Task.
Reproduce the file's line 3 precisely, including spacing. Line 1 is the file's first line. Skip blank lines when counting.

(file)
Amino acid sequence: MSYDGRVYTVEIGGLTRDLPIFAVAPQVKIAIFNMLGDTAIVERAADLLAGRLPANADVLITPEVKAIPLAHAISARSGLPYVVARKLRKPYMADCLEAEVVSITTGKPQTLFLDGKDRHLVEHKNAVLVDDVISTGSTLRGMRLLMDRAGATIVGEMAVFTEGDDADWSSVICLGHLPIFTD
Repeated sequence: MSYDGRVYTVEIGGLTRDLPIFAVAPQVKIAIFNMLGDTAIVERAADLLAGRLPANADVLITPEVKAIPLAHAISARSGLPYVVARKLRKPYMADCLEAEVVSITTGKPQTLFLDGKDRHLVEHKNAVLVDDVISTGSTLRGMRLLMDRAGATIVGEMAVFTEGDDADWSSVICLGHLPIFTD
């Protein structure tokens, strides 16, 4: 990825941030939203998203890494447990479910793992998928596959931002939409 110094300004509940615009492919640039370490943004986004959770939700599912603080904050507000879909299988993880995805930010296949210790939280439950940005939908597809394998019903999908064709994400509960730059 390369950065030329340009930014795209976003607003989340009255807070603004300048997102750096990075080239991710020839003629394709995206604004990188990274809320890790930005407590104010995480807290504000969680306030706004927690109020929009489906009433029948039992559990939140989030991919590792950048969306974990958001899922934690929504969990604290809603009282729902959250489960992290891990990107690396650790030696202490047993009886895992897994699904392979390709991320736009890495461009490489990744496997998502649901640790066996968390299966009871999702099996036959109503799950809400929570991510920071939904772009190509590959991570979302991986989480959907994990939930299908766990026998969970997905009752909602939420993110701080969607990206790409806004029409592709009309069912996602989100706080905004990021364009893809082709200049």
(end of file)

């Protein structure tokens, strides 16, 4: 990825941030939203998203890494447990479910793992998928596959931002939409 110094300004509940615009492919640039370490943004986004959770939700599912603080904050507000879909299988993880995805930010296949210790939280439950940005939908597809394998019903999908064709994400509960730059 390369950065030329340009930014795209976003607003989340009255807070603004300048997102750096990075080239991710020839003629394709995206604004990188990274809320890790930005407590104010995480807290504000969680306030706004927690109020929009489906009433029948039992559990939140989030991919590792950048969306974990958001899922934690929504969990604290809603009282729902959250489960992290891990990107690396650790030696202490047993009886895992897994699904392979390709991320736009890495461009490489990744496997998502649901640790066996968390299966009871999702099996036959109503799950809400929570991510920071939904772009190509590959991570979302991986989480959907994990939930299908766990026998969970997905009752909602939420993110701080969607990206790409806004029409592709009309069912996602989100706080905004990021364009893809082709200049």